If my mouth has a roof, then my tongue is a one story house. If my tongue is a one story house, then I must’ve built this house from the ground up. Must’ve poured wet cement like saliva each time I stepped on a stage. Must’ve been my way of building a home with the sheen of spit shining between the gap in my two front teeth, my two strongest bones. But this tongue is a soft home built in the long heat.
When I was young, my voice must’ve churned pieces of earth with water, and nothing or no one told me I was becoming stronger than concrete just by speaking. No, my tongue is not a hard house. But even silence can turn a soft home violent. I’ve seen silence become broken glass, a window smashed without reason. I want to speak without destroying. Even still, my hands have sometimes been hammers, even if my teeth refuse to be nails. Never in my life laid a foundation with my own two hands. Only spoke and spoke and spoke.
But let me tell you what I know about construction, about the Mexican men who stand on the skeletons they build, drinking cold beer in the afternoon, soon saying goodbye to the empires they’ve built. Kings of Creation. The sweat of their pride shining like the spit off my lips when my tongue lifts. And for a moment, their hot hands are not hammers, just hands, and their hands simply hold a cold promise like smoke in the lungs of the sky. Thinking of what I’ve held, I know
I’ve never laid a foundation, but I trust in the structures that refuse to sway. I know of the proud bodies we cling to, the flesh we confuse for walls that refuse to crumble, and how Mexican women were refuges for me as a boy, teaching me how to secure, how to stay, how to feed everything but the hurt. Sometimes, my mother would dig her teeth into my skin until I could see the imprint. My grandma too. The love in their mouth building a home in my bones, laying a foundation with each time she’d say, You are mine. Don’t you get it? My tongue is a home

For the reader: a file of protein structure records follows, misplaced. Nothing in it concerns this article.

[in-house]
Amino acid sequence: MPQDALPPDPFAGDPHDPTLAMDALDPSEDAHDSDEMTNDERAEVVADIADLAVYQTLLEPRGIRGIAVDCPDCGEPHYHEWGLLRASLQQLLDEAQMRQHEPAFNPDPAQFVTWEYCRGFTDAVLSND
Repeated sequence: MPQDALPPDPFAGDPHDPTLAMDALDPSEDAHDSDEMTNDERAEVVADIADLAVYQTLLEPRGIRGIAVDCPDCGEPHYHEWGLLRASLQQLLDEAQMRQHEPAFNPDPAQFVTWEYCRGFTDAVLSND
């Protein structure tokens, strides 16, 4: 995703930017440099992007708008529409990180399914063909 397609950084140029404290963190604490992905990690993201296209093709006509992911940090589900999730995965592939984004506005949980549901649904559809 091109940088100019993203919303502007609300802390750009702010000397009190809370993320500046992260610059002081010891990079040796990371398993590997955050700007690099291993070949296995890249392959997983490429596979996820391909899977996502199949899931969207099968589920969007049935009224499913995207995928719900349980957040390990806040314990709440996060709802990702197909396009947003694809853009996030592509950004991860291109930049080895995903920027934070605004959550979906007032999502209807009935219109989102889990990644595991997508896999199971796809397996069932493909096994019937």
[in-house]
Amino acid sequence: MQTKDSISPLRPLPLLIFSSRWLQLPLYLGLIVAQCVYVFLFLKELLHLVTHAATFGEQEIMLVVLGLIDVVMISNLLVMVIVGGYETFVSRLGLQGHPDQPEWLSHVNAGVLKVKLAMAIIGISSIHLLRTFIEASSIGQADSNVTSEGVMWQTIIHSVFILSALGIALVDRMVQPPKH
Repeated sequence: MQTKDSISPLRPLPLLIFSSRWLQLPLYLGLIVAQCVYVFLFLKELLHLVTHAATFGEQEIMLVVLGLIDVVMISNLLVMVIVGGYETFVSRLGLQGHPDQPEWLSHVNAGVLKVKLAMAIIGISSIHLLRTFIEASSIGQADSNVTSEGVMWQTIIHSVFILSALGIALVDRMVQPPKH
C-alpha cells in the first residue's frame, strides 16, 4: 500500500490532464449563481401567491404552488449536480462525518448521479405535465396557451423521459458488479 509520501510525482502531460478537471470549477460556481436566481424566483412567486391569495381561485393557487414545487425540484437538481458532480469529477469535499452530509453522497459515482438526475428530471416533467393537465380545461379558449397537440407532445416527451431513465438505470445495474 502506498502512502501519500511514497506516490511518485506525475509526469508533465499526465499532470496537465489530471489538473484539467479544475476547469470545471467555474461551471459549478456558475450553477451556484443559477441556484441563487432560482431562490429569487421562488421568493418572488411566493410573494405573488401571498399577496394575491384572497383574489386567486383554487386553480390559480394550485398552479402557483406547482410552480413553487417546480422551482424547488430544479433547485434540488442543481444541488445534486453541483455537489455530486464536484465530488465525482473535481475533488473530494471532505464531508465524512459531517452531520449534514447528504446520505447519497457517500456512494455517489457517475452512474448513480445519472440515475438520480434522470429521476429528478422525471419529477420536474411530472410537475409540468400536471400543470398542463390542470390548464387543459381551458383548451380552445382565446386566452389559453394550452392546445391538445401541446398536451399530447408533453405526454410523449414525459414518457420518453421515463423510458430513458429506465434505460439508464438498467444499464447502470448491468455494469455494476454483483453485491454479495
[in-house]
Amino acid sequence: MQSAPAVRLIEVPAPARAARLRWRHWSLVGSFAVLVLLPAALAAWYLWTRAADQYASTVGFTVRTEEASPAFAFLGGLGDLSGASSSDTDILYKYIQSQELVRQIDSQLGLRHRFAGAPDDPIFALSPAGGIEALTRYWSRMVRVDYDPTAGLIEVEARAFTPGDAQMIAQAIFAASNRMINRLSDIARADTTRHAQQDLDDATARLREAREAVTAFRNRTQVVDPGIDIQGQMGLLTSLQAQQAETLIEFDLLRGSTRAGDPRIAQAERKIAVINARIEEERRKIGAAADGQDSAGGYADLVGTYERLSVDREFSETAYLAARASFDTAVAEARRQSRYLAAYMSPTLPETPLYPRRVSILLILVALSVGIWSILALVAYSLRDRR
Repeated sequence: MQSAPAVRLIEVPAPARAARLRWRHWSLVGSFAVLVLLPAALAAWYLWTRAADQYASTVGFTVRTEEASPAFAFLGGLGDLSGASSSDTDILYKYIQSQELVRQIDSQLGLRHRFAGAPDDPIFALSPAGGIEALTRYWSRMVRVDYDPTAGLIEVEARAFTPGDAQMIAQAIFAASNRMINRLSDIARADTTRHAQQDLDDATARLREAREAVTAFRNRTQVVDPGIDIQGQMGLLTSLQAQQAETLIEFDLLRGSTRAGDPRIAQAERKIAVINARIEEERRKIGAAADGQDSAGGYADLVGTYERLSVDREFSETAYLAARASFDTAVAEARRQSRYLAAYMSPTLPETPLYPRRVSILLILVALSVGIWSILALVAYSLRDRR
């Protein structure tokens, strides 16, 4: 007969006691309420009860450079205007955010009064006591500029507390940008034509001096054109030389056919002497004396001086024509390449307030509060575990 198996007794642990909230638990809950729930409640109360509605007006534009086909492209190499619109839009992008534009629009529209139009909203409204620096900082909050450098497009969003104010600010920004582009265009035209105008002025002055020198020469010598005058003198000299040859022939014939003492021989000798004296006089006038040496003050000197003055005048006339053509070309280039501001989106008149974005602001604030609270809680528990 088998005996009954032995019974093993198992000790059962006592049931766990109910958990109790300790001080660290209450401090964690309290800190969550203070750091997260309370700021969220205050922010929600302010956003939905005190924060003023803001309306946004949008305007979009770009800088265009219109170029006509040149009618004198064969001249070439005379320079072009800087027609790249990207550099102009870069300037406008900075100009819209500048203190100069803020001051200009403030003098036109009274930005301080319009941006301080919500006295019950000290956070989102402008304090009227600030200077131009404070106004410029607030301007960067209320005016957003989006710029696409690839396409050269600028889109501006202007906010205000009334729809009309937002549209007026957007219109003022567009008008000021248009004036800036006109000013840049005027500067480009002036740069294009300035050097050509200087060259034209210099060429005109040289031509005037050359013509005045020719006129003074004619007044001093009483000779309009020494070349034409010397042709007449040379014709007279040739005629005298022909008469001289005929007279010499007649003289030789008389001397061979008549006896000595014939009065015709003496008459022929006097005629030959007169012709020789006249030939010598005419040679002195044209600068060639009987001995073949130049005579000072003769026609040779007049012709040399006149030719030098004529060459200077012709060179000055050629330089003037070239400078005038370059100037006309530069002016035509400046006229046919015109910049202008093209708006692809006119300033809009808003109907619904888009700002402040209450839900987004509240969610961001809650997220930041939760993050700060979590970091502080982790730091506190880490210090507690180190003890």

I have inherited. The imprint, the scar tissue, the lessons—these are the bricks they lick their lips with, and this is the beginning of my tongue’s existence. A house I didn’t even mean to build. I must’ve learned to pour cement because I was searching for more, because there is always room for more, even if we have to build it back from scratch.
I take it all back. I am done with destroying, done with escaping, done with defiance. Because if my tongue is a house, then what are words, after all, but guests? And if words are guests, then all of this empty space makes sense. I’m not alone. I’m just waiting. Building suspense. The emptiness has a purpose. I am remembering all the guests I’ve let in, both those who did not want to stay, and all the ones that did. After all—
aren’t the names of our stories our favorite words anyway? This house is not meant for me. What I’ve confused for emptiness is just a room for you, precious guests. Here, take my breath. Here is my bed, a place to rest your head.
My tongue is a house, and at night, all the words are asleep. Sometimes, eight, or ten to a bed. Their feet opposite their heads, like me as a boy crowding in with my brothers and cousins, our little tongues little houses that were built with kisses and bricks. My tongue is a home, which means, I finally finished what I started. You, all my guests, are family. Come, come, come inside. The pleasure is mine. Meanwhile,
Outside, in the springtime silence, my friend Michael, opens his tongue like a house, separates his hair with his hands like a curtain letting light in, when he tells me of his travels in India, the places he’s been, the people that fed him, the houses he entered with invitation, the stories he stepped into, and when he was through, he looked at me, and whispered — In India, they told me, the guest is God. And isn’t it just like God, to take your breath with a word?